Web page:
The MATRIx study is led by researchers at City, University of London in collaboration with experts across the UK. MATRIx reviewed the research evidence on what prevents women who are pregnant or after birth from getting support and treatment they need if they are struggling with emotional or psychological problems. On the basis of these reviews we developed recommendations for healthcare services about how to tackle these barriers to make sure women and families get the help they need. The project involved experts and stakeholders from many different backgrounds and disciplines.
Identify potential barriers and facilitators to assessment and treatment of perinatal mental health problems across the care pathway, both in terms of women accessing care or treatment, as well as in terms of NHS services implementing new assessment and treatment initiatives.
Develop a conceptual framework of barriers and facilitators to implementation that will inform healthcare services and practice, care pathways, and highlight where further research is needed.
Results were analysed using a thematic synthesis and mapping themes onto a systems level model adapted from Ferlie and Shortell’s (2001) Levels of Change framework (e.g. individual level factors, HCP factors, organisational factors and larger system factors) and then grouped to reflect different stages of the care pathway adapted from Goldberg and Huxley’s (1992) Pathways to Care model (e.g. deciding to disclose, assessment, access to care, treatment).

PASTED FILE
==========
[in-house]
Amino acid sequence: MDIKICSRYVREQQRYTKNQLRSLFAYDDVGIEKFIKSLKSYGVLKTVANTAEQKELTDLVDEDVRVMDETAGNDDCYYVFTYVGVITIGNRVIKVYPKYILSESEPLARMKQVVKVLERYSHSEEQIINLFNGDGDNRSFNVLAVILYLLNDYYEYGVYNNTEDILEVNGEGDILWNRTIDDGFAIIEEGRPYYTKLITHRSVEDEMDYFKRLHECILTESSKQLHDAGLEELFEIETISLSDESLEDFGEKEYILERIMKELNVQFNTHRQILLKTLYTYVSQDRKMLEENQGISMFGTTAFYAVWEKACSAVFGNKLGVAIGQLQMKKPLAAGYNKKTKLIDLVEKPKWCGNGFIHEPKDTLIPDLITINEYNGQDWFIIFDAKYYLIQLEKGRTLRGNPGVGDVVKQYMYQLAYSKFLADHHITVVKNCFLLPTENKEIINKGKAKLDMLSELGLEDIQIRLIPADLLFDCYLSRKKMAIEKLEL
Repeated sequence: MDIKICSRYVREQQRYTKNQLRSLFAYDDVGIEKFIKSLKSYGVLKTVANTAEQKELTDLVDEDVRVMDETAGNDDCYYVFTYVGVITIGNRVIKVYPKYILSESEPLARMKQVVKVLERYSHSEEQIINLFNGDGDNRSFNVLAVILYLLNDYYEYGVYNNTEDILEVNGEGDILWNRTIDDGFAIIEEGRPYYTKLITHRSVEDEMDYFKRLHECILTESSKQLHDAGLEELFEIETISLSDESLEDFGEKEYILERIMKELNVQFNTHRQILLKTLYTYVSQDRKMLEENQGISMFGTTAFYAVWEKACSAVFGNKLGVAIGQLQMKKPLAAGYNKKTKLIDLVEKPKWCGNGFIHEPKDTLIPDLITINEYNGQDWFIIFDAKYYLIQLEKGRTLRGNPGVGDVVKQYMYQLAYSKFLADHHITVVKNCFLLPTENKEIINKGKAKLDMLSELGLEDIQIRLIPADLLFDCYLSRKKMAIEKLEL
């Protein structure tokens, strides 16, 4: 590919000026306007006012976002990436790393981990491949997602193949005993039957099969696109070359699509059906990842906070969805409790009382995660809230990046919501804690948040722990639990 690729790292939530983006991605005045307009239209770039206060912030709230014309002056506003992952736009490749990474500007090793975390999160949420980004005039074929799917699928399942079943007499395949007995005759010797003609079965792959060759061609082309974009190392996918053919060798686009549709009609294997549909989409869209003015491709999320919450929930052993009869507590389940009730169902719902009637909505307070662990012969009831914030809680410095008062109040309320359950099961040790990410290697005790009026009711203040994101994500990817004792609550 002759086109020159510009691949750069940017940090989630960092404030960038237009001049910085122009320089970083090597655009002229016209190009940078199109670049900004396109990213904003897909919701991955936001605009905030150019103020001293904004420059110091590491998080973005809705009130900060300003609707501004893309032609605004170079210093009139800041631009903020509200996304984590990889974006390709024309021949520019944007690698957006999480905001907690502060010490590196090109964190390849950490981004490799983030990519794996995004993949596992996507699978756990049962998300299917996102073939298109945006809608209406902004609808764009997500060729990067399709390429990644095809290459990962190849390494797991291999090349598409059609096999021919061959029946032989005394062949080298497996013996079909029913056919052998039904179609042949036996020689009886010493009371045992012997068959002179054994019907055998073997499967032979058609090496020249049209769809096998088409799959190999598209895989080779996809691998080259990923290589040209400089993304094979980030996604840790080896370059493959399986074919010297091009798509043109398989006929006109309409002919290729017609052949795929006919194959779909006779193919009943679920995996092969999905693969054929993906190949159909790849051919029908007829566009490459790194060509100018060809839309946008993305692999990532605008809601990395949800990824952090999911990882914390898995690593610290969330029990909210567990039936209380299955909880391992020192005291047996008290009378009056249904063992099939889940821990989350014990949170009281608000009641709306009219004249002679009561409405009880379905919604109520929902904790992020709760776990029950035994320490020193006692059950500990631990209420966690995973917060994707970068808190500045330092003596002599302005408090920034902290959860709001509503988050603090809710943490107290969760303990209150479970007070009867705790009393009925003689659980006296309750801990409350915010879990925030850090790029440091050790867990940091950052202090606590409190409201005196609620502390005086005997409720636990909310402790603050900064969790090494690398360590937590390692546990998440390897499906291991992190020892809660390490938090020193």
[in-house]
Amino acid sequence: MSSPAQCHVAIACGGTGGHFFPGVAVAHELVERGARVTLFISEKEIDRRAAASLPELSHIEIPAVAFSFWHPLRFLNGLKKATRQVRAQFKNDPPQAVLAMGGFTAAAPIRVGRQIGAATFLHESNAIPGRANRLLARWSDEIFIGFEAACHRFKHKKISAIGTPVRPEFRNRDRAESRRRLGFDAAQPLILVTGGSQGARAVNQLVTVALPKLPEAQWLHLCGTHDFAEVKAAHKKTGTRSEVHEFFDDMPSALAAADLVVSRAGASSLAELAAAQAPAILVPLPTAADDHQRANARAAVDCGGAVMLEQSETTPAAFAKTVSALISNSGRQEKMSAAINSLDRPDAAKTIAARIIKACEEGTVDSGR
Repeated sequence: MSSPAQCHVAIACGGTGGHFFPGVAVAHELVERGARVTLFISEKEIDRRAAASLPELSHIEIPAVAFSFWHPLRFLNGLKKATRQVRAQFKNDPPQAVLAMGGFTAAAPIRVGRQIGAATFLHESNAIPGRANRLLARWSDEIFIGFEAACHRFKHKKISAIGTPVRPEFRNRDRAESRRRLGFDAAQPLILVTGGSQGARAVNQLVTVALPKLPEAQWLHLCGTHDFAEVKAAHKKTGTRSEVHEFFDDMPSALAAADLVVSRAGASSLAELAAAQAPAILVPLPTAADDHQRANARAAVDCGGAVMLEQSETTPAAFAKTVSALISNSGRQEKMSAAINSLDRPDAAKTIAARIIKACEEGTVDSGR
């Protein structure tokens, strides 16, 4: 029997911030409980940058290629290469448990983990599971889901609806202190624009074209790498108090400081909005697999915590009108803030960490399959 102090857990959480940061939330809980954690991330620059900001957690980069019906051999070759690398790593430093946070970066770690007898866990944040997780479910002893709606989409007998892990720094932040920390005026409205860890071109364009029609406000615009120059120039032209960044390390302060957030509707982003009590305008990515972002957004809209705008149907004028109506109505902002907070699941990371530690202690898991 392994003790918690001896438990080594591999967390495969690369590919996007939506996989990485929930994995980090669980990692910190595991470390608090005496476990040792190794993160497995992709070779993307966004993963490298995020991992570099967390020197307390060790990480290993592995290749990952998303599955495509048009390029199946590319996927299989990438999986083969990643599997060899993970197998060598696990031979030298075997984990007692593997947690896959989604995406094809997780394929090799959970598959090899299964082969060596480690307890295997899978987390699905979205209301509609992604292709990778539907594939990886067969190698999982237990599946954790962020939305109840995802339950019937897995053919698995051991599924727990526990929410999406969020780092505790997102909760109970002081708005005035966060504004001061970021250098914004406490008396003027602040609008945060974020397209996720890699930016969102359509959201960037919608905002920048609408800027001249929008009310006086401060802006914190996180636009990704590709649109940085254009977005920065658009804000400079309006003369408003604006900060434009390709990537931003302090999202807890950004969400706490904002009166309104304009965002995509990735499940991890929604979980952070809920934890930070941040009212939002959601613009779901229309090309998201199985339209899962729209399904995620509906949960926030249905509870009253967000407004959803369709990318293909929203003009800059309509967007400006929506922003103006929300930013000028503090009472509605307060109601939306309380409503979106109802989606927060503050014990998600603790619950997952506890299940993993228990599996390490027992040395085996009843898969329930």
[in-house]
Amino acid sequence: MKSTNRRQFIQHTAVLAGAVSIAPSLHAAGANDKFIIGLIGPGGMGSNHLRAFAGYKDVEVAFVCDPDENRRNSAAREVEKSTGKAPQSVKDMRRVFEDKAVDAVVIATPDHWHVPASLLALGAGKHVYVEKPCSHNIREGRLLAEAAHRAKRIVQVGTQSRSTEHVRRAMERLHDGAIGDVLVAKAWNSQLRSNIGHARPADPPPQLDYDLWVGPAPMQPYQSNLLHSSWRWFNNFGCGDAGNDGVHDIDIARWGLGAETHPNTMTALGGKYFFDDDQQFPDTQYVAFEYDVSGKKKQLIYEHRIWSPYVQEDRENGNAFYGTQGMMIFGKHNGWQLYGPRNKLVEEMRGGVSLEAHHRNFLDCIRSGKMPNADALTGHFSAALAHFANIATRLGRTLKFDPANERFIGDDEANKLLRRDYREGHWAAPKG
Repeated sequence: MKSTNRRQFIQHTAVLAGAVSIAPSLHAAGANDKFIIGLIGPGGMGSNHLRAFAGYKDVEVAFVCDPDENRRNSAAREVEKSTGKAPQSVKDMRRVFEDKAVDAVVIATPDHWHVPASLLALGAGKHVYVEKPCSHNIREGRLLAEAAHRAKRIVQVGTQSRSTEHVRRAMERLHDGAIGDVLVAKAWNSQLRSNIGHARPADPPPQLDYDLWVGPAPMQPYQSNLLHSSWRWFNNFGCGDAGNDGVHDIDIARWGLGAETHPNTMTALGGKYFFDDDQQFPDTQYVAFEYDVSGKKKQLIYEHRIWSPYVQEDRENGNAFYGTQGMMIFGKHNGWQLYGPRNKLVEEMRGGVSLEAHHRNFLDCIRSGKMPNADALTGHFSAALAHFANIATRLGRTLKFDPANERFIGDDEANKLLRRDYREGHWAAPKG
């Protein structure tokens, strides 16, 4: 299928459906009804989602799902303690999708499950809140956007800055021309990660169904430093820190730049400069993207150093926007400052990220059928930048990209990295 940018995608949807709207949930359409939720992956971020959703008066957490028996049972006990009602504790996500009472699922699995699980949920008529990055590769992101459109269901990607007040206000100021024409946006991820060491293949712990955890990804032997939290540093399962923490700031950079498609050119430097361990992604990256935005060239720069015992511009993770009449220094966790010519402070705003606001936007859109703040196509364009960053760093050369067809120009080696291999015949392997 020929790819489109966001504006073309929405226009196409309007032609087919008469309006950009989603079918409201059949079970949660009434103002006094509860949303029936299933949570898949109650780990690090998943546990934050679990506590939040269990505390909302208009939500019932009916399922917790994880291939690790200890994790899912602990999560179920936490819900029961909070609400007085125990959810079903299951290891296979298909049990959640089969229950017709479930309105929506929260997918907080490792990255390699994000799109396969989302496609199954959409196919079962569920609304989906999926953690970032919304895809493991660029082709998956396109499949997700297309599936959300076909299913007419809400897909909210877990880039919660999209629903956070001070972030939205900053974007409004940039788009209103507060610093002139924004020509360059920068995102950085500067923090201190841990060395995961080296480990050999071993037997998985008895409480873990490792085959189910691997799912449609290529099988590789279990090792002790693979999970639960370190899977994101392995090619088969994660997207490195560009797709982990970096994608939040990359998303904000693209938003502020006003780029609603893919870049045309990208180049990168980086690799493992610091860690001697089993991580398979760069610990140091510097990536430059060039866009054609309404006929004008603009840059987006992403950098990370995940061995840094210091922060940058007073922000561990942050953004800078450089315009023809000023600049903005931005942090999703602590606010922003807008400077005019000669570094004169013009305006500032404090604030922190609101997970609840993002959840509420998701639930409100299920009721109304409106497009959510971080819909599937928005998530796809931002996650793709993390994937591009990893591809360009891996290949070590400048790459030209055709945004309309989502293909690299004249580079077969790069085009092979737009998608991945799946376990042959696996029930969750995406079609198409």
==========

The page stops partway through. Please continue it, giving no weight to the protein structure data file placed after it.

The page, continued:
Two MATRIx conceptual frameworks were developed that highlight the importance of 66 barriers and 39 facilitators to perinatal mental healthcare at multiple levels that intersect across the care pathway. These conceptual frameworks informed the development of evidence-based recommendations on how to address barriers to ensure that all women are able to access the care and support they need. Recommendations were made for health policy, practice and research.
We would like to acknowledge our collaborators Agnes Hann, Camilla Rosan, Andrea Sinesi and Clare Thompson for their input throughout the project. Thanks are also due to Nia Roberts who conducted the literature searches for both evidence reviews, and to Nazihah Uddin and Georgina Constantinou who assisted with screening, methodological quality appraisals and data extraction for the reviews. We are very grateful for the advice and oversight of the Study Steering Committee: Professor Jenny Billings (Chair), Dame Professor Cathy Warwick, Kathryn Grant, Dr Fiona Campbell and Dr Sarah Taha. Finally, many thanks to the health professionals, managers, commissioners, parents and other stakeholders who gave us their valuable feedback on the framework.
This project is funded by the National Institute for Health and Care Research (NIHR) Health Services and Delivery Research programme (NIHR 128068). The views expressed are those of the authors and not necessarily those of the NIHR or the Department of Health and Social Care.